You should only hit up the dream schools on your list.

This is a bad idea. While the dream schools may be your top choices, you get more opportunities for success if you also recognize other strong teams to which you may not have considered yourself… yet.

In fact, letting a team know you’re interested when you’re just starting to form a top-choice list will give you an early advantage and show you care about the program.

You should also avoid concentrating on just one dream school too early. It’s better to be a known entity by many schools than a highly coveted prospect for only one program.

Let’s say you’re hoping to swim for a big five school in your home pool. Let’s also say you’re not very interested in anyone else. It’s a mistake to only reach out to one dream school. And ignoring others will limit your swimming success.

You need to produce a 45 minute highlight film.

No, not really.

You should submit a selection of best times for each stroke and your best IM time (if you can).

For a single session swim, you need to do around 6500 yards (5800m).


Each college has it’s own requirements for how much yardage you need to swim in each session, but the number of sessions per week, and the length of those sessions is up to you.

Constant training volume is much more important to performance than how many, or how many yards.

Charisma is needed for recruitment, but for more visible sports.

Great personality is great to have in any field. Just remember that your swimming abilities should be leading the way here.

Recruiters will ignore you if you are not registered with a college pool.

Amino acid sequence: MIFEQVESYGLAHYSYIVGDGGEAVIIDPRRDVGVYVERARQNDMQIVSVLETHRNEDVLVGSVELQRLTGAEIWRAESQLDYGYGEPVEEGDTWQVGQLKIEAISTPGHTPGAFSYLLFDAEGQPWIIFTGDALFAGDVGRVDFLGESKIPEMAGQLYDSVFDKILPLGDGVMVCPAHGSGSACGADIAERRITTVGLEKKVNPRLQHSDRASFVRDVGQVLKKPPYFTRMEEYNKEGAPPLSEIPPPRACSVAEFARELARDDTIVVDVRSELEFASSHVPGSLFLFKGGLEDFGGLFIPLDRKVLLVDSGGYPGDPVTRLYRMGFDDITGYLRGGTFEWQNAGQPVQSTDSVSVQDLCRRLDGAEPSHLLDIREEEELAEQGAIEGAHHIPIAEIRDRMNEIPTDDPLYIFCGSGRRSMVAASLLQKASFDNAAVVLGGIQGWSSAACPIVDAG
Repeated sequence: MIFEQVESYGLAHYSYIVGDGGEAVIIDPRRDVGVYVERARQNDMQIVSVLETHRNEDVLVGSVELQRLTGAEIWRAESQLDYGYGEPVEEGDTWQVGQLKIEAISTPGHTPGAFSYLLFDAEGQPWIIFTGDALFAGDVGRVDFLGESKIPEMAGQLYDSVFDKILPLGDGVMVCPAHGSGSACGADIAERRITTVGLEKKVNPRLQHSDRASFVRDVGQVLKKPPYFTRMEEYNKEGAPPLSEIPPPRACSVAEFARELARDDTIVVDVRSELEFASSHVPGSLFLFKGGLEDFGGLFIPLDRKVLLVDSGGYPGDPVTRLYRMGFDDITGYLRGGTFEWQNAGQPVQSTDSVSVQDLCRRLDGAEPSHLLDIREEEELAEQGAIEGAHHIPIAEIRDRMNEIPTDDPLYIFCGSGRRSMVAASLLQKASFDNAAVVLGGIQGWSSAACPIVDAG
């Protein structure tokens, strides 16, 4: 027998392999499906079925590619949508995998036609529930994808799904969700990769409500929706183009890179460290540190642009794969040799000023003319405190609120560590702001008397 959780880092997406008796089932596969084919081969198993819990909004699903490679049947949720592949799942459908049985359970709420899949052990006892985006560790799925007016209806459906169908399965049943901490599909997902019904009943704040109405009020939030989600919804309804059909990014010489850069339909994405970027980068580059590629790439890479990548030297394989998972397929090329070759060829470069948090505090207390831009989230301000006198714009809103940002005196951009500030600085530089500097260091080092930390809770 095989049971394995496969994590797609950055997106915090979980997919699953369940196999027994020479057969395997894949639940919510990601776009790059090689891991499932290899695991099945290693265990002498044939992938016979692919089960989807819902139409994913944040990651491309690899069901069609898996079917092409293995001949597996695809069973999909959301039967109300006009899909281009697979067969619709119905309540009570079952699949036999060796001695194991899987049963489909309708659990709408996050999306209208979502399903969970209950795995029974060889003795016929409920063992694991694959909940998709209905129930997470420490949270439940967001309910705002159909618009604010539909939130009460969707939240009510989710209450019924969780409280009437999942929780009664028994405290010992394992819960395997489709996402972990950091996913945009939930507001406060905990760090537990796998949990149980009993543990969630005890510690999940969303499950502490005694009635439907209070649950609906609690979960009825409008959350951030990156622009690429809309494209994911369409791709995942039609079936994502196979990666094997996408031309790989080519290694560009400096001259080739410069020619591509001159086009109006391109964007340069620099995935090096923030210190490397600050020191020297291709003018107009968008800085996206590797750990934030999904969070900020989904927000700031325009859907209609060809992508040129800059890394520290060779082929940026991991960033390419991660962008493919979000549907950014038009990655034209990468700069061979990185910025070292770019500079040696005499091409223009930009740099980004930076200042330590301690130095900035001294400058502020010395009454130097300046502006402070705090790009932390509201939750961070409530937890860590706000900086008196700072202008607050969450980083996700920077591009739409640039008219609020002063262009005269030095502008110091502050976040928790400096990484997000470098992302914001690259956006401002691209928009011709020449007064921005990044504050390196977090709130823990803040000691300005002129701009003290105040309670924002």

Not necessarily.

Recruiters may have their own preferred way of finding recruits, but to make sure you get the best coach/team to evaluate your potential, you should be registered with a college information database.

Don’t invest in videos, until you’re ready to produce one.

There’s no need to spend money on a professional video until you’re ready to submit it to a college team.

Most college recruiting is done for you.

You can wait until your senior year to start looking.

This myth could not be more wrong!

The best swimmers are often scooped up by the best college programs well before their senior year. This means that if you’re a top swimmer with aspirations of competing at the Division 1 or Division 1A level, you need to start on the swim recruiting process in your freshman or sophomore year.

If you don’t think you’re quite ready to pursue college swimming, but you’re still interested in swimming at the college level, then you should start the evaluation process in your junior year.